Again, I want to emphasize that these concepts can be useful. The widespread sense that they put a name on things many had been struggling to categorize or desperately needed to implement is why they have become so ubiquitous. But these particular kind of pop culture therapy terms, which often spread via social media, can also reinforce what I see as a broader trend of Main Character syndrome, itself so often manifesting on social media: The positioning of oneself as the protagonist of the one and only story; a turn inward to one’s own desires, thoughts, and feelings, not just to the exclusion of others’ feelings and desires (although that, too) but to the point of flattening others down into supporting actors in your own personal psychodrama. If your friend is in crisis, the question is whether you feel you have the emotional capacity to support them; do you want to continue investing in this season of your friendship? If a relationship with a loved one is strained, the question is whether that relationship still adequately serves you; if that relationship is difficult but not abusive, the question is whether the other person is toxic enough to merit you going no-contact. If you are party to a conflict, the question is not how two different people with two different histories and two different perspectives and inner lives may understand the same conversation differently; it’s whether the other person is gaslighting you.
These are not bad questions to ask, when balanced with other questions and concerns. But “how does this affect me, the person who is obviously the good guy, and the sole arbiter of the truth?” cannot be the beginning, middle, and end of the story.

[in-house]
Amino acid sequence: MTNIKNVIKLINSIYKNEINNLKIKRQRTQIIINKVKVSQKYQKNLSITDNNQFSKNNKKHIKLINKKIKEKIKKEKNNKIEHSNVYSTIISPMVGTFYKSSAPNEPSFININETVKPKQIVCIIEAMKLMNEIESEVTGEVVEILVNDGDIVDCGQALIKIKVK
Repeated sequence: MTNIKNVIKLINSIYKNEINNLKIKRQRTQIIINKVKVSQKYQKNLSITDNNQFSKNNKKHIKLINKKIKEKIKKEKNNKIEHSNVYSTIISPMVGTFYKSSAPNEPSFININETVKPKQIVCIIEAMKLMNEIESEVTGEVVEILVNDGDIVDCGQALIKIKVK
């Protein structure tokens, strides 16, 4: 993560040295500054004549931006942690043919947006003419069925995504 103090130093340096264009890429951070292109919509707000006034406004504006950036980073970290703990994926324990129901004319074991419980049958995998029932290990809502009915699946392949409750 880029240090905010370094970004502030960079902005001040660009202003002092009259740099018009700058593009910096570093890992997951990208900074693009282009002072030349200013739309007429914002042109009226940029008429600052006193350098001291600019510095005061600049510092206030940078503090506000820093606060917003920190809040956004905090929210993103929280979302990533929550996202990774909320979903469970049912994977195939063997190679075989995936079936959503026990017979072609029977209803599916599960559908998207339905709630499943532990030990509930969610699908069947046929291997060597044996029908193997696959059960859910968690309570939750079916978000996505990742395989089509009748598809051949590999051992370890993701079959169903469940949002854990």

A big part of what troubles me about our current Tik-Tok-psychology moment is that much of the viral therapy advice seems to feed into the fundamental attribution error: The idea that you are a complex person with complex motivations and a complex inner life whose actions are often influenced by factors outside of your control, while other people are simply who they are, and who they are is either good or bad, affirming or toxic. You were late to your friend’s birthday dinner because there was unforeseeable traffic; your friend was late to yours because, as usual, they are a selfish person and they don’t value your time. You said a clumsy thing to a younger colleague and because you are a good person you have pledged to learn and do better; your older colleague made an insensitive remark because she’s just toxic, and her response was a classic deflection.
In other words: You are fundamentally just this way. I, on the other hand, am a complicated creature responding to my circumstances.
When we are handed pop-therapy tools that are less about introspection than isolation — less about going deep and honestly reflecting about our flawed, biased, imperfect selves, more about fending off imperfect others — we feed into this fallacy that we are emotionally complex, while others who do not accord to our desires are fundamentally bad. This does not teach us how to be a person in the world. It is a recipe for a very self-righteous kind of loneliness.